Since the discovery of the "framing effect" by Kahneman and Tversky, the sensitivity of the "framing effect" - its appearance and in some cases its disappearance - has long been an object of study. However there is little agreement as to the reasons for this sensitivity. The "ambiguity-ambivalence hypothesis" (Wang, 2008) aims to systematically explain the sensitivity of this effect by paying particular attention to people's cue priority: it states that the framing effect occurs when verbal framing is used to compensate for the absence of higher prioritized decision cues. The main purpose of our study is to examine and develop this hypothesis by examining cue priority given differences in people's "group experience." The main result is that the framing effect is absent when the choice problem is presented in a group context that reflects the actual size of the group that the participant has had experience with.Thus, in order to understand the choices that people make in life and death decisions, it is important to incorporate the decision maker's group experience explicitly into the ambiguity-ambivalence hypothesis.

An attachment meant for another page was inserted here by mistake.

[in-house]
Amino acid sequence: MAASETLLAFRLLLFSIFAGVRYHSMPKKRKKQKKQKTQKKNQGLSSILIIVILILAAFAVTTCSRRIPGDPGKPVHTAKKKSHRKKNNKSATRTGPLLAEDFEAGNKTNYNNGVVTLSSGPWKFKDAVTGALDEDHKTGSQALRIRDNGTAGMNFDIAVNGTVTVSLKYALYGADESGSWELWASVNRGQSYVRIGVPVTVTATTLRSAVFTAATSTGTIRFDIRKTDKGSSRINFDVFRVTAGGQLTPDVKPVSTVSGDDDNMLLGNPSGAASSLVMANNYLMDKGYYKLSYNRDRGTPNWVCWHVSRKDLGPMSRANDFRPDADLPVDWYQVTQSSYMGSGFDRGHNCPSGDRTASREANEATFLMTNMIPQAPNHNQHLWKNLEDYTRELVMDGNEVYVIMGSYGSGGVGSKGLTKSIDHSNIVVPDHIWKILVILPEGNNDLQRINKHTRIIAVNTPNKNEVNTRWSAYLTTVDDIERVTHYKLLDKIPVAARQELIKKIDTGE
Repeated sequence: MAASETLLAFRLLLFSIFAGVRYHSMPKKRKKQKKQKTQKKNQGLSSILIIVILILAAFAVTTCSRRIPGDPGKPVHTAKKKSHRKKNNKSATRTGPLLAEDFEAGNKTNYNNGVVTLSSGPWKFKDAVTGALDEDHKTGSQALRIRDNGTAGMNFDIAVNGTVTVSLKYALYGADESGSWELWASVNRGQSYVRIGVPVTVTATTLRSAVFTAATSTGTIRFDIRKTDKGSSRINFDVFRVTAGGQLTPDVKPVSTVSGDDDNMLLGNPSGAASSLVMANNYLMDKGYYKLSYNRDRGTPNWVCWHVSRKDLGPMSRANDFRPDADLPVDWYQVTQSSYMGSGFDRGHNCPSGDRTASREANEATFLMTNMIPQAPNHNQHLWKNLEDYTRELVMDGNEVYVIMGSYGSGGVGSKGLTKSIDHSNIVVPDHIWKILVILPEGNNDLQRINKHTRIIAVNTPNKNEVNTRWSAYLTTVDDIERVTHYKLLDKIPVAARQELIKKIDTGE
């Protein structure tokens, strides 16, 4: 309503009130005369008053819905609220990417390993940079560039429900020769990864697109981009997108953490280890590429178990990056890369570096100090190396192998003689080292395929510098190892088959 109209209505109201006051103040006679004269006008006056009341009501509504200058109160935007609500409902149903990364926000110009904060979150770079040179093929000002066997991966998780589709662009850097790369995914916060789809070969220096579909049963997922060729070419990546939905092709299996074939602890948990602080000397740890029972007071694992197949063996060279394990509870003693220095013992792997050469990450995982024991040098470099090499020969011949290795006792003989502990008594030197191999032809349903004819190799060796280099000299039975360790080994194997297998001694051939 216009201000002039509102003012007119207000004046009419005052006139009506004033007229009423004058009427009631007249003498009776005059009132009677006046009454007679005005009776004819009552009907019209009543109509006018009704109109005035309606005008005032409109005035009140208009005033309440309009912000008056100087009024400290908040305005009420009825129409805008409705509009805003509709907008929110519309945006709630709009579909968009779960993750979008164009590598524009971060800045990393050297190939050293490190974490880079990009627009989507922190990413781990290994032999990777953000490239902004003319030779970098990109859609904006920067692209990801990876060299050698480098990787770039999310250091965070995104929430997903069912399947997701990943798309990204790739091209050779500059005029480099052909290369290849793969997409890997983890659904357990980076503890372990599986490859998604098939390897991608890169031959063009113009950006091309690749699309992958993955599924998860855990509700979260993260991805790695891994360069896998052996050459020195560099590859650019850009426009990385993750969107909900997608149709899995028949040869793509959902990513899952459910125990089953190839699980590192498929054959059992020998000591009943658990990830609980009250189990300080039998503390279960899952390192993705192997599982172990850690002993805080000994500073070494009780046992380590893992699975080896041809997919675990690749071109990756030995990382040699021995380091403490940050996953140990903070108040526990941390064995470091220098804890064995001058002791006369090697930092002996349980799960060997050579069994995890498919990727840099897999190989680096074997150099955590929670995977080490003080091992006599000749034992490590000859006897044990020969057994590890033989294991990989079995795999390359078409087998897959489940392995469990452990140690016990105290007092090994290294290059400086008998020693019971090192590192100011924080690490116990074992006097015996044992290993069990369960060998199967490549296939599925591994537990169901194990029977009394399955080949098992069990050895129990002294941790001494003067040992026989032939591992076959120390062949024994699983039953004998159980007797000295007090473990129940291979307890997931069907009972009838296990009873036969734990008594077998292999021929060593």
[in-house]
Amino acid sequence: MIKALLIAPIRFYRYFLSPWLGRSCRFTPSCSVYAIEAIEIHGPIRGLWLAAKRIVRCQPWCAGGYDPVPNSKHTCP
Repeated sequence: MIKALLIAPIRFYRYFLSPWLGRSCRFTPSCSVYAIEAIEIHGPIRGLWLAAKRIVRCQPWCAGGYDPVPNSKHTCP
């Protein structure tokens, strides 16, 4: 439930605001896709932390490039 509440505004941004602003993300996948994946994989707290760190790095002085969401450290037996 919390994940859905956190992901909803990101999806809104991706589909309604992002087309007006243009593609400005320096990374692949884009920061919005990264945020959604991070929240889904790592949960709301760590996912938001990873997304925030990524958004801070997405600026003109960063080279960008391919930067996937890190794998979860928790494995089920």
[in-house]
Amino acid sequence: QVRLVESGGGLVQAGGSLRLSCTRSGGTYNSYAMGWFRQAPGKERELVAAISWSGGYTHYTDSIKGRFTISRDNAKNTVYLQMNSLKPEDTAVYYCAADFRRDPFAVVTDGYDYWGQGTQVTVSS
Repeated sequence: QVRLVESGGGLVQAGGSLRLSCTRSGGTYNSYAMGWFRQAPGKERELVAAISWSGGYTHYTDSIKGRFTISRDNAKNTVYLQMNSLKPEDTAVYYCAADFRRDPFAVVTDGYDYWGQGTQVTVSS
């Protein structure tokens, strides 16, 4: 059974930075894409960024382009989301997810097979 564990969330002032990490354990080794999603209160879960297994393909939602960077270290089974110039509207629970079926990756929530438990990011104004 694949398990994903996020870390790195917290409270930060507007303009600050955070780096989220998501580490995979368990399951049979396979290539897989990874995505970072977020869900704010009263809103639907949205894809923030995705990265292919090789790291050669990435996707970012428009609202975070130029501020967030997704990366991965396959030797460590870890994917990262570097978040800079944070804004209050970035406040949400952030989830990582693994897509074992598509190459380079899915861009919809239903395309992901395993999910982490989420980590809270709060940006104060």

ASJC Scopus subject areas